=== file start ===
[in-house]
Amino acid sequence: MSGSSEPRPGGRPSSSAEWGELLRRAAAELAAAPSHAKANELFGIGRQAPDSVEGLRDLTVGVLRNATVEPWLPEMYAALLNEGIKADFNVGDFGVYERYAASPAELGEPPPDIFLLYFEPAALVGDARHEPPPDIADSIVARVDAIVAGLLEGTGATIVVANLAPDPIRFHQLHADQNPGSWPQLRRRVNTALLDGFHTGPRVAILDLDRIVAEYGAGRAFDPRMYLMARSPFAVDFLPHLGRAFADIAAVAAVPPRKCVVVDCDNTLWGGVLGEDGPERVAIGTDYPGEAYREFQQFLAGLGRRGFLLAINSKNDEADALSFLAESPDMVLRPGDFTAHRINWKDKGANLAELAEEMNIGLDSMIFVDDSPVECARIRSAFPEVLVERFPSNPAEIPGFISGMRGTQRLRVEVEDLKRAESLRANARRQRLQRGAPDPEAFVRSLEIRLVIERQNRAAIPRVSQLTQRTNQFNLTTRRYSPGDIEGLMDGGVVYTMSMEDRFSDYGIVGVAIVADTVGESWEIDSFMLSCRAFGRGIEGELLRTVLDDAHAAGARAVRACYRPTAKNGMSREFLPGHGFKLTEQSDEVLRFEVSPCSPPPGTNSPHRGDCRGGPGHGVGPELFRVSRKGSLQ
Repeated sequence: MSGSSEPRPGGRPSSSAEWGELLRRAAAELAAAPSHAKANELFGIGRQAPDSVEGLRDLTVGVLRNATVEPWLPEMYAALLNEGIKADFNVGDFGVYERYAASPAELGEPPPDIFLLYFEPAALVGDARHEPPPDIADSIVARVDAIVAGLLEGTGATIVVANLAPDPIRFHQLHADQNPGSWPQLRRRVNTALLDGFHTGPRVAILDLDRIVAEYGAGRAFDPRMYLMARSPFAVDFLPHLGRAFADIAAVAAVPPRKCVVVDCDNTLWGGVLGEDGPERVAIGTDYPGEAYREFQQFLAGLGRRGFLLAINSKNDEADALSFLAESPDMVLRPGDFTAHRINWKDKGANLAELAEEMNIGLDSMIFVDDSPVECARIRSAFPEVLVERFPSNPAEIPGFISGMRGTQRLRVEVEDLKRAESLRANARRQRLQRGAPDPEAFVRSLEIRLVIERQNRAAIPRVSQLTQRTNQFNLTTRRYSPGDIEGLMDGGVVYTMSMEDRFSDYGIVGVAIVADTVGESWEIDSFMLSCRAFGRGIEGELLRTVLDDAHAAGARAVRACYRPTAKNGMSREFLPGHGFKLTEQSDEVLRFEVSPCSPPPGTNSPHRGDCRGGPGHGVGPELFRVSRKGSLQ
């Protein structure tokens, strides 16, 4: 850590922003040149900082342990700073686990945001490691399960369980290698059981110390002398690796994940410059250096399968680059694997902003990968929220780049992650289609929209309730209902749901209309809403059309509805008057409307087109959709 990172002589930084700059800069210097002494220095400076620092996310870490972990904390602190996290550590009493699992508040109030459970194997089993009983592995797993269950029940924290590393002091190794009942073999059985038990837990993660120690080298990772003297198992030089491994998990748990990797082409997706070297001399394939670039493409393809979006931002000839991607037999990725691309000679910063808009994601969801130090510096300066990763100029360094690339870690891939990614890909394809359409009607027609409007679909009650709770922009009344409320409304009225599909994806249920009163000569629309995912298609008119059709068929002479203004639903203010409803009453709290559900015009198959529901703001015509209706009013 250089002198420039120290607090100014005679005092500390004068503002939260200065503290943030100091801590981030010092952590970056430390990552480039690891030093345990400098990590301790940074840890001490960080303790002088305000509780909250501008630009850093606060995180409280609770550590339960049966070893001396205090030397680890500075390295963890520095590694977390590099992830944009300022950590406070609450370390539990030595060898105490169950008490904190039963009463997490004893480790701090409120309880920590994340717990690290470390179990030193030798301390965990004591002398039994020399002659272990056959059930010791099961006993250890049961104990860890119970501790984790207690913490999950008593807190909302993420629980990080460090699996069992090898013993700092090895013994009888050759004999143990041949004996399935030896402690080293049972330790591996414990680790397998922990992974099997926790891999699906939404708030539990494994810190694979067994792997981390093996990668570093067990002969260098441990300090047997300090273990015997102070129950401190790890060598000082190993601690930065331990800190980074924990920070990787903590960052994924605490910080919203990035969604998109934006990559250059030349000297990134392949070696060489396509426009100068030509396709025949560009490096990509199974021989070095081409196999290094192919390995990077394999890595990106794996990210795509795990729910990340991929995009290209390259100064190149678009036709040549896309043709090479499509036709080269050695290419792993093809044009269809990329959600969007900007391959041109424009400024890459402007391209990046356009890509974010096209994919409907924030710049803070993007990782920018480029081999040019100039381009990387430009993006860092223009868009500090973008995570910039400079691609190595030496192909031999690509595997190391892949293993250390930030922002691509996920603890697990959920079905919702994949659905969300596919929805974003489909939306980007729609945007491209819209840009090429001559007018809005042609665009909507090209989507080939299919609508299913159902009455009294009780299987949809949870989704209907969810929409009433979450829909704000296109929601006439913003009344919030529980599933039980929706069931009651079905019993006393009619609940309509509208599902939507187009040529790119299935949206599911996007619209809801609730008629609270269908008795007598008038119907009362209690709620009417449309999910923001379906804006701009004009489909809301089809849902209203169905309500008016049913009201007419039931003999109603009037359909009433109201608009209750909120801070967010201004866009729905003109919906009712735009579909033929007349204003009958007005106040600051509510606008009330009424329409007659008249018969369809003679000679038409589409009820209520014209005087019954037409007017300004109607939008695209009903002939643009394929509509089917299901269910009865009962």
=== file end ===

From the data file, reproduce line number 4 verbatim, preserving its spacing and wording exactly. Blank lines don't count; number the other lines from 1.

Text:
């Protein structure tokens, strides 16, 4: 850590922003040149900082342990700073686990945001490691399960369980290698059981110390002398690796994940410059250096399968680059694997902003990968929220780049992650289609929209309730209902749901209309809403059309509805008057409307087109959709 990172002589930084700059800069210097002494220095400076620092996310870490972990904390602190996290550590009493699992508040109030459970194997089993009983592995797993269950029940924290590393002091190794009942073999059985038990837990993660120690080298990772003297198992030089491994998990748990990797082409997706070297001399394939670039493409393809979006931002000839991607037999990725691309000679910063808009994601969801130090510096300066990763100029360094690339870690891939990614890909394809359409009607027609409007679909009650709770922009009344409320409304009225599909994806249920009163000569629309995912298609008119059709068929002479203004639903203010409803009453709290559900015009198959529901703001015509209706009013 250089002198420039120290607090100014005679005092500390004068503002939260200065503290943030100091801590981030010092952590970056430390990552480039690891030093345990400098990590301790940074840890001490960080303790002088305000509780909250501008630009850093606060995180409280609770550590339960049966070893001396205090030397680890500075390295963890520095590694977390590099992830944009300022950590406070609450370390539990030595060898105490169950008490904190039963009463997490004893480790701090409120309880920590994340717990690290470390179990030193030798301390965990004591002398039994020399002659272990056959059930010791099961006993250890049961104990860890119970501790984790207690913490999950008593807190909302993420629980990080460090699996069992090898013993700092090895013994009888050759004999143990041949004996399935030896402690080293049972330790591996414990680790397998922990992974099997926790891999699906939404708030539990494994810190694979067994792997981390093996990668570093067990002969260098441990300090047997300090273990015997102070129950401190790890060598000082190993601690930065331990800190980074924990920070990787903590960052994924605490910080919203990035969604998109934006990559250059030349000297990134392949070696060489396509426009100068030509396709025949560009490096990509199974021989070095081409196999290094192919390995990077394999890595990106794996990210795509795990729910990340991929995009290209390259100064190149678009036709040549896309043709090479499509036709080269050695290419792993093809044009269809990329959600969007900007391959041109424009400024890459402007391209990046356009890509974010096209994919409907924030710049803070993007990782920018480029081999040019100039381009990387430009993006860092223009868009500090973008995570910039400079691609190595030496192909031999690509595997190391892949293993250390930030922002691509996920603890697990959920079905919702994949659905969300596919929805974003489909939306980007729609945007491209819209840009090429001559007018809005042609665009909507090209989507080939299919609508299913159902009455009294009780299987949809949870989704209907969810929409009433979450829909704000296109929601006439913003009344919030529980599933039980929706069931009651079905019993006393009619609940309509509208599902939507187009040529790119299935949206599911996007619209809801609730008629609270269908008795007598008038119907009362209690709620009417449309999910923001379906804006701009004009489909809301089809849902209203169905309500008016049913009201007419039931003999109603009037359909009433109201608009209750909120801070967010201004866009729905003109919906009712735009579909033929007349204003009958007005106040600051509510606008009330009424329409007659008249018969369809003679000679038409589409009820209520014209005087019954037409007017300004109607939008695209009903002939643009394929509509089917299901269910009865009962």